Arts Spotlight: 557

Barbecue. Photo by Rich Ryan
Barbecue. Photo by Rich Ryan

Bluebeard’s Dollhouse
Through Oct. 15
James J. Hill House, 240 Summit Ave., St. Paul

The boundary-breaking Combustible Company theater troupe (Herocycle) returns to one of the world’s drama classics. That most emblematic of feminist plays written by a man, Norwegian Henrik’s Ibsen’s A Doll’s House is the source of their latest adaptation. The iconic story of the disintegration of Nora and Torvald Helmer’s marriage plays on site at St. Paul’s James J. Hill House, a mansion which, like the play’s Scandinavian setting, evokes the constricted opulence of Victorian Era wealth. A few years back Lex-Ham Community Arts staged Eugene O’Neill’s The First Man, evoking a similar effect. Combustible goes one stretch farther by staging their show throughout the mansion, promenade-style.

Director and play adaptation writer Kym Longhi says, “Nora’s fight to become human is not only a woman’s struggle, but also a human struggle; the struggle to bring yourself fully into the world when social systems and labels keep telling you who you are. How can we have real intimacy with anyone if we hide behind a mask of femininity or masculinity created by others? By contextualizing the emotional abuse in Ibsen’s play through the lens of Bluebeard’s compulsive violence, I hope to reveal the violence of gender stereotyping in intimate relationships. The murders that occur in Bluebeard’s Dollhouse are murders of the self, the deaths that are required of us when we conform to the dominant culture’s social dictums. How do we break the oppression of the sanctioned walls of the dollhouse? Perhaps we must venture into the forbidden room and risk encountering the unthinkable in ourselves. In the room of secrets, we are confronted with a critical choice: accept and reconcile our secrets to our daylight lives, or cut ourselves off from vital parts of our psyche. I see Nora’s struggle to leave the dollhouse as a movement toward freedom within the self to bring about personal transformation and social change.”

Antigone. Photo by Craig Hostetler

Antigone. Photo by Craig Hostetler

Through Oct. 16
Spring House Ministry, 610 W 28th St., Minneapolis

Theatre Coup d’Etat continues to be a significant destination where young artists show they have something relevant to say through the form of major classic drama (Miss Julie, Hamlet, The Glass Menagerie, Equus). Director and play adaptation writer Meagan Kedrowski points out that the Antigone story immortalized in the Greek tragedy by Sophocles is a classic of good versus bad. However, she says, “Moving away from those clear black-and-white boundaries makes it more interesting to a modern audience. I wanted to dive deeper into the humanity of each character, especially Antigone, herself, as they struggle with asking the larger questions that the show presents: What is it to be a moral human being? What are you willing to die for? What does it mean to sell your soul to serve as a political leader versus holding on tight to, and fighting for, our personal beliefs? I chose this play because we find ourselves still in the position of facing the battle between having a broad sense of morality versus the entitlement of power. We are encouraging our audience to leave thinking about their own struggle with these questions.”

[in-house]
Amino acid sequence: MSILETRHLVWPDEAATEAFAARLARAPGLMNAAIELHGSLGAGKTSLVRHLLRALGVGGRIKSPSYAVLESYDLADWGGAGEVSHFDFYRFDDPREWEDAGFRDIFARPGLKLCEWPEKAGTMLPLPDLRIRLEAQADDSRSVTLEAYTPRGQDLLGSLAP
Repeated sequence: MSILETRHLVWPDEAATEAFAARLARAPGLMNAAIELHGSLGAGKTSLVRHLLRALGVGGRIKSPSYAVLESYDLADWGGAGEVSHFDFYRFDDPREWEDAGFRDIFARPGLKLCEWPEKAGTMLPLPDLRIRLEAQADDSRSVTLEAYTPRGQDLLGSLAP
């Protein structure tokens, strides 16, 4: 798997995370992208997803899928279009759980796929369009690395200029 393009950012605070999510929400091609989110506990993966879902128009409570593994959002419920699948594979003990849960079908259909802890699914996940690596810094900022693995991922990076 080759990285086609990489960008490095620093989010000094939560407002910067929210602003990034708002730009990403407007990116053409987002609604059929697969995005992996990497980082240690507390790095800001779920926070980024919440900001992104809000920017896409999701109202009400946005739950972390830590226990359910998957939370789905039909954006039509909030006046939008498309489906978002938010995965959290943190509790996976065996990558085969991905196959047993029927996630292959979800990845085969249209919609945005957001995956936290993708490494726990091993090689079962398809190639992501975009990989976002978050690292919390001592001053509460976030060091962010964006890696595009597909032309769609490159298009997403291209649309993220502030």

Barbecue. Photo by Rich Ryan

Barbecue. Photo by Rich Ryan

Through Oct. 16
Mixed Blood Theatre, 1501 S 4th St., Minneapolis

John O’Hara’s satirical comedy has been said to make us ponder if there is an African American equivalent of white so-called “trailer trash.” Crack, prescription drugs, and whiskey swirl about a family barbecue that actually disguises an intervention for a sister whose addictions have spiraled out of control. The notion of misery as a favorite entertainment outlet for Americans (think Jerry Springer or Steve Wilkos) is called into question. And that’s a very important question, to be sure! This area premiere features an interracial cast, which points to the reality that the U.S. is an interracial society.